Oscillators 5 and 6 are connected to an adder 7 which combines the outputs of the oscillators to provide a single composite pulse C which. in turn. is fed to a conventional amplifier 8. When a pulse output is present a TR switch 9 connects the amplifier output to a directional antenna 10 to transmit the composite pulse C. During non-transmitting periods the TR switch 9 connects antenna 10 to a received signal processing channel I l. Reflected echo signals received by antenna 10 are simultaneously applied to a pair of mixers l2 and I3 individually connected to a respective one of 5 non-identical filters if a single local oscillator and mixer is used. In that case the same mixer output would be applied to each filter. It will be apparent that one filter will have inverted characteristics of the other. Design and production of such filters are known in the prior art and is not considered a part of this invention.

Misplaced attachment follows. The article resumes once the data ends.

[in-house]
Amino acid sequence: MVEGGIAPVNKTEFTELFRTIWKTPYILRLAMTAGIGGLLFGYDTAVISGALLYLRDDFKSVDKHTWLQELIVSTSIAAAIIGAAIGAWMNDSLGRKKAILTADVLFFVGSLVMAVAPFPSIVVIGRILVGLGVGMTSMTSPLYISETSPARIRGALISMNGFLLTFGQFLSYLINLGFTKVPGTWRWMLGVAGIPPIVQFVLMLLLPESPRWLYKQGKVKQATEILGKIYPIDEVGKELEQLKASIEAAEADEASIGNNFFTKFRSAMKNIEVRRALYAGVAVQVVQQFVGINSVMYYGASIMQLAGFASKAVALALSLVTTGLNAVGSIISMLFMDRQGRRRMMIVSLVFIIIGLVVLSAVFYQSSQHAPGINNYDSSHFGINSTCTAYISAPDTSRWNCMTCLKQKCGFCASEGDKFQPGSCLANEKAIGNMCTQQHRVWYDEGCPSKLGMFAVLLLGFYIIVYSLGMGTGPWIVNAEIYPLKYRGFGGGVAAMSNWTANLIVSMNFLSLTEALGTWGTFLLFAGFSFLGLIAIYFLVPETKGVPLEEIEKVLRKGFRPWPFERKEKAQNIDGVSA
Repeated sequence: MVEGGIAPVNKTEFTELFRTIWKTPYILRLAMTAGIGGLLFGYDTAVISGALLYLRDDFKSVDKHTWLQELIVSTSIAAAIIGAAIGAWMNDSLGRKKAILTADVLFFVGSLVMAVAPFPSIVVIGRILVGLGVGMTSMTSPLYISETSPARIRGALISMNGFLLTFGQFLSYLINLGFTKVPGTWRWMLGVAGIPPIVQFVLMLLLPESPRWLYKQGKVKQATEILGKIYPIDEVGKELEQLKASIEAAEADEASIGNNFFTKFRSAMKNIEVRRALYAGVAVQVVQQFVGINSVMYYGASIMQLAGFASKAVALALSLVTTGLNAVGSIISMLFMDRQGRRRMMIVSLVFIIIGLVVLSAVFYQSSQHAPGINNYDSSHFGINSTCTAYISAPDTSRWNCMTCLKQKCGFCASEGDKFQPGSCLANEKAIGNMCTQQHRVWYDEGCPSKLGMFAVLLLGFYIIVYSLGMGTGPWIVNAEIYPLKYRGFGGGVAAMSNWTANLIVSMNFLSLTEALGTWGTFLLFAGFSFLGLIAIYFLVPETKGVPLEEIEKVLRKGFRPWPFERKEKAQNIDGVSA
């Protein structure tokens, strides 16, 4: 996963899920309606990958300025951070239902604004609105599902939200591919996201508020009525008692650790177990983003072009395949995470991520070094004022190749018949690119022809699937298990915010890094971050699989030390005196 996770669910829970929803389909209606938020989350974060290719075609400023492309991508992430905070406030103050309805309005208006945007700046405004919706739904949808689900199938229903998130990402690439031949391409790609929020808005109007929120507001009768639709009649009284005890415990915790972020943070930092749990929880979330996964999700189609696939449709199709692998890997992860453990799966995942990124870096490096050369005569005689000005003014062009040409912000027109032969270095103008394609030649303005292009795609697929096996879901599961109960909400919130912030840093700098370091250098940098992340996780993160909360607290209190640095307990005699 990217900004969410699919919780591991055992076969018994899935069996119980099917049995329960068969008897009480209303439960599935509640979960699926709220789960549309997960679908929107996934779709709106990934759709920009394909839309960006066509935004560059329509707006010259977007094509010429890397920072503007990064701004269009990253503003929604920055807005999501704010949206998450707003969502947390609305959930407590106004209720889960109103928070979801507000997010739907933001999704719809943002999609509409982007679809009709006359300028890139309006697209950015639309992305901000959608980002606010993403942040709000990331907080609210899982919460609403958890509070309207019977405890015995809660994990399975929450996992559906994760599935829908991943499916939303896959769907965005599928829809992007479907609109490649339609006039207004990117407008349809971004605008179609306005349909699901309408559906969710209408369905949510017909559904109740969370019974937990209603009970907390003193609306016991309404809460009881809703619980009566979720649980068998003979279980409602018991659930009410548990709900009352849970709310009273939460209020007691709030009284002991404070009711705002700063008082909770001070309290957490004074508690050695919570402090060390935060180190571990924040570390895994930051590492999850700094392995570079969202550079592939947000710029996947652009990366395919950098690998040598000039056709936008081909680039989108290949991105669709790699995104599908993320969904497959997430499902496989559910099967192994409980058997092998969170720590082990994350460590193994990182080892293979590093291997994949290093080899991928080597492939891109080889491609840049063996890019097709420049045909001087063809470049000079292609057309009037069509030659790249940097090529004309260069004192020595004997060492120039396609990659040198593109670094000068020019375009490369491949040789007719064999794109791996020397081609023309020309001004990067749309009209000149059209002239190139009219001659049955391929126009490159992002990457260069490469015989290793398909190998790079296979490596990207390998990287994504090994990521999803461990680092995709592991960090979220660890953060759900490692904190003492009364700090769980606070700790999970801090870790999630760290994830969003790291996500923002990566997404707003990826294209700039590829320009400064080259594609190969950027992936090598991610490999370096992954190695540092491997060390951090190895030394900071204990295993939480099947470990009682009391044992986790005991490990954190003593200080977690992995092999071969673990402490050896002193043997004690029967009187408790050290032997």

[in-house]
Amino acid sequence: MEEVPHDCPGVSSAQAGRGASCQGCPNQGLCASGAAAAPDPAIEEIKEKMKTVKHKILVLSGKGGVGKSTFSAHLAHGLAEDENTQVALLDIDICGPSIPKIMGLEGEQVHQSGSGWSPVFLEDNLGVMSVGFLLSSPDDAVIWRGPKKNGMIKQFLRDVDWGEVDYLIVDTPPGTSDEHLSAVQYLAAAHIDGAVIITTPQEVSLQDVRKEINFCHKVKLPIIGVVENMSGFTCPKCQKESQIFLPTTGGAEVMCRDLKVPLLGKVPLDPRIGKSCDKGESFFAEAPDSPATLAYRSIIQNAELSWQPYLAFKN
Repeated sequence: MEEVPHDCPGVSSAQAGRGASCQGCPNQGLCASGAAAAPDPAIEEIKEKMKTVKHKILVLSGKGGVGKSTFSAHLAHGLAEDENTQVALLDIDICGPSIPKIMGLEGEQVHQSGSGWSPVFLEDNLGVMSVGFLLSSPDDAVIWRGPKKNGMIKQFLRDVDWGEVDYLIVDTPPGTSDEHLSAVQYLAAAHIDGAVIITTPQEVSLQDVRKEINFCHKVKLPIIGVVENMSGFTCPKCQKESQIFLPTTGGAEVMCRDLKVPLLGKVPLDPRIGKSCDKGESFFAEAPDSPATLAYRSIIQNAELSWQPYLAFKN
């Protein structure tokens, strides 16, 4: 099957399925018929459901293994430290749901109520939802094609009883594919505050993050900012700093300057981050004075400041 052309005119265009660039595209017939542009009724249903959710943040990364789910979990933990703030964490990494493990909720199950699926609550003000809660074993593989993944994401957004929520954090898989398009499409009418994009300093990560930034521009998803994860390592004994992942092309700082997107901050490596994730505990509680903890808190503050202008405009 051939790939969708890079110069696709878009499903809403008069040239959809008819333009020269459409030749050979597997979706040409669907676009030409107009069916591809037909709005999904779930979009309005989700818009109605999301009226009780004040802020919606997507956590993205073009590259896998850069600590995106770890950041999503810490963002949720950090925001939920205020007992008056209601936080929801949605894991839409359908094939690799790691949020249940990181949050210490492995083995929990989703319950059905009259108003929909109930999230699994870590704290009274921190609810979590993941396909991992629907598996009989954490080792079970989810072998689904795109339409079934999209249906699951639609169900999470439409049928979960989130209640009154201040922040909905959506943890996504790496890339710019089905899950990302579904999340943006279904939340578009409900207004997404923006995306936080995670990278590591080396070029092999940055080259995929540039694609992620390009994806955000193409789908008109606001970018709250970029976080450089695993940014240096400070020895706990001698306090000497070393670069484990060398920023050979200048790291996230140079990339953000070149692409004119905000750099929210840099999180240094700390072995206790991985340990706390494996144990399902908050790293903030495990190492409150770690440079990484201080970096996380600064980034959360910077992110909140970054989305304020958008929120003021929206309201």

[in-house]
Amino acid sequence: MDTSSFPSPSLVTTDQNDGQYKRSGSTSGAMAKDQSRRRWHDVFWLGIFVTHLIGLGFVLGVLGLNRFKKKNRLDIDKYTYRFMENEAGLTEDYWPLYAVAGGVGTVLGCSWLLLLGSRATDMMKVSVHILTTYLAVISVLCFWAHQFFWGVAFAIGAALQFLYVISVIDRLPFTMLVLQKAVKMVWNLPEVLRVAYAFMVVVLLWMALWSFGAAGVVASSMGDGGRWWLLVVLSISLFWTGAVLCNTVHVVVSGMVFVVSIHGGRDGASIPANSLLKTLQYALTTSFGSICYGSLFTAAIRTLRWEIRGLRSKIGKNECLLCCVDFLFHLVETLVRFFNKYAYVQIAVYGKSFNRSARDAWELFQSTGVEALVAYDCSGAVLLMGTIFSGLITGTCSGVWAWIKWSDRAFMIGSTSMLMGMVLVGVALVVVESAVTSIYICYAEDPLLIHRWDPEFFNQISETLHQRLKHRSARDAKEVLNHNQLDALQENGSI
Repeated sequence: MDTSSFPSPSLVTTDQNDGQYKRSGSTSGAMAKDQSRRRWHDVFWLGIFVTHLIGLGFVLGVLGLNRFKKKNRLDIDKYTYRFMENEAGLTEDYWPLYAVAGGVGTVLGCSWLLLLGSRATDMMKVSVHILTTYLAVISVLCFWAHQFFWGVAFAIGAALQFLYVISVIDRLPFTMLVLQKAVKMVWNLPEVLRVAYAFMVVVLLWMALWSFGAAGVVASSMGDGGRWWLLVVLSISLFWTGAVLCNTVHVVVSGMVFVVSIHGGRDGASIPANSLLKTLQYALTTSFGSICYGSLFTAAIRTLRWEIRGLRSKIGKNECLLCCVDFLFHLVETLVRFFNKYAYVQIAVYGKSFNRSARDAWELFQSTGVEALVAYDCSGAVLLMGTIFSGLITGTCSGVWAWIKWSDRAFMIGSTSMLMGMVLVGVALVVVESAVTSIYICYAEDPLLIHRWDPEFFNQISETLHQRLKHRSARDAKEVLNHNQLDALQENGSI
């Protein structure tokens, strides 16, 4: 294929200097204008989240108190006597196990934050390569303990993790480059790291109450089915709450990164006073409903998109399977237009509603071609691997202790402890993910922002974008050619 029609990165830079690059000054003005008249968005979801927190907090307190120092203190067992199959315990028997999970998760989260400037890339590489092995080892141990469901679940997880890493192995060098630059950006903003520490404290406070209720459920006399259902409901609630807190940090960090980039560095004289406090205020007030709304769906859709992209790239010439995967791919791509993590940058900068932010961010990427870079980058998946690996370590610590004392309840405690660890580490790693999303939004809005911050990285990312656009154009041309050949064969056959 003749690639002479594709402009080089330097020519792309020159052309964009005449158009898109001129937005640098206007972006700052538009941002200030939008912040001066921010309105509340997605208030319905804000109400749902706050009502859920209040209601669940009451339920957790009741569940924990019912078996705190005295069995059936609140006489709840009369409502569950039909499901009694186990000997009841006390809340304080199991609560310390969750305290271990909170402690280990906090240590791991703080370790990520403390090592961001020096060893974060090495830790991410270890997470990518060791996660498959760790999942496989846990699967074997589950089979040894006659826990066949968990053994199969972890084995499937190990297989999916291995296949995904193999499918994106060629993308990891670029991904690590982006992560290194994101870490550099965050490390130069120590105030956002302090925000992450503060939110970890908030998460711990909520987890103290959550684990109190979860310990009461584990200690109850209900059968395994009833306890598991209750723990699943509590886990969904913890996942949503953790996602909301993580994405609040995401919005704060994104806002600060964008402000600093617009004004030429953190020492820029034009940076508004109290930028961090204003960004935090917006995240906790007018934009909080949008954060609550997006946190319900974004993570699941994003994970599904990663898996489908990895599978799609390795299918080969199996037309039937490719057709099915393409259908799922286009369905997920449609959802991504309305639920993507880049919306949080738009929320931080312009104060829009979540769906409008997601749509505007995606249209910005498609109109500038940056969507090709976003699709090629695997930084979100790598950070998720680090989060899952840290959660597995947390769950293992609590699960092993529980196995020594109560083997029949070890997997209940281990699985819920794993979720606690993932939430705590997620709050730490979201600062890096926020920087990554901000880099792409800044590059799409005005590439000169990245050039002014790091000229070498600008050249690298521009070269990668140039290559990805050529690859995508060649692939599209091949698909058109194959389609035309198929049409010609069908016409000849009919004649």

Detection of targets in clutter depends on the resolution capability of the processing circuit, the length of the transmitted pulse, the carrier frequency of the transmitted pulse, the doppler frequency of the return signal and, to a laser extent, numerous other factors.

FIGS. 6a-c show the effect of A1- (the time spread between processed pulses resulting from target motion, on the MT! output.) It is apparent that there exists a minimum doppler frequency below which MTI detection is not possible. The following table gives exemplary data for a radar system operated at a reduced range efficiency of 56%.